Most of us probably haven’t reviewed our performance review materials since…our last performance review. But performance review content can provide a wealth of information to help frame and develop your new resume.
Digging in and re-reading your past performance reviews—especially evaluations with a 360-degree colleague perspective—can be a great launching point when writing your new resume. It can feel less daunting when you rely on the words and feedback that others have used to describe you and your contributions. Highlighting the business successes that have been consistently and widely recognized by your managers and peers can make the task of developing your new resume somewhat easier.
Keep these points in mind when reviewing your performance evaluations:
- How was your performance measured at the end of the year? Pull key metrics that illustrate the impact you had on your department or the business in general.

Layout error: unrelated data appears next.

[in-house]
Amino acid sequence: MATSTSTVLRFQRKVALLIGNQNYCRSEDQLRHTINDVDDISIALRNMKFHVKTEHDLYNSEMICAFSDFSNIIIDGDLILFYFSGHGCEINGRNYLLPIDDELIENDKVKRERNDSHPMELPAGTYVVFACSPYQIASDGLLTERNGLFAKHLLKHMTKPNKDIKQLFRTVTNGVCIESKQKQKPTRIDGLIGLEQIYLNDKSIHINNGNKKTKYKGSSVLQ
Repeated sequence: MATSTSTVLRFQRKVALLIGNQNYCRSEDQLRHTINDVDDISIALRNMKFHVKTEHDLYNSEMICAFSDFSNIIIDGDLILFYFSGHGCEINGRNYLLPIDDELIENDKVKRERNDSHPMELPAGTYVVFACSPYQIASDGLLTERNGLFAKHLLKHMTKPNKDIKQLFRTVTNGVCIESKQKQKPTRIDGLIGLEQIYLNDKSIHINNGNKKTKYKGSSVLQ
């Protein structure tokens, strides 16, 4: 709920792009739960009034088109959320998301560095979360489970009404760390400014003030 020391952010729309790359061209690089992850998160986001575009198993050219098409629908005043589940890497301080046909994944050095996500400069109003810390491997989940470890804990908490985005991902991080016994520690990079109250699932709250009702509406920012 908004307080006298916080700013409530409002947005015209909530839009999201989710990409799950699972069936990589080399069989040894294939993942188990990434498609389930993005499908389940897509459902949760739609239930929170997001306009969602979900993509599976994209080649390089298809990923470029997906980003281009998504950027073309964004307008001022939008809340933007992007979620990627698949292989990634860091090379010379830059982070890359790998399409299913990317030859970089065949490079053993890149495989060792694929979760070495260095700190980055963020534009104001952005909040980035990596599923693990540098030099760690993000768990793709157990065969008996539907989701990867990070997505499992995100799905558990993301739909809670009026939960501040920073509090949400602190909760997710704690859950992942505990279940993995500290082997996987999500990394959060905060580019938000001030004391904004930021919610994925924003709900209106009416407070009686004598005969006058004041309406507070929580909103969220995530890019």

- Look for accomplishment ‘themes.’ Are you the person who has originated new concepts, introduced new work methods or processes, or improved cross-functional collaboration? Identify the common threads related to your overall performance.
- What adjectives do people consistently use to describe you? What are you most known for?
Pulling this crucial information into one concise, impactful career narrative is the key to conveying your unique value proposition. Your annual performance evaluation can help you get started by giving you a big picture recap of your professional successes throughout the year.
Ultimately, It can be difficult to write about yourself—in a marketing kind of way—and distinguish your defining strengths and accomplishments. But, your resume is a marketing document and developing compelling content is crucial to getting the attention of hiring managers.
Need help telling your unique story? Contact top San Francisco-based resume writer, Robin Kelley, to schedule a call to discuss your current situation and next steps in your career.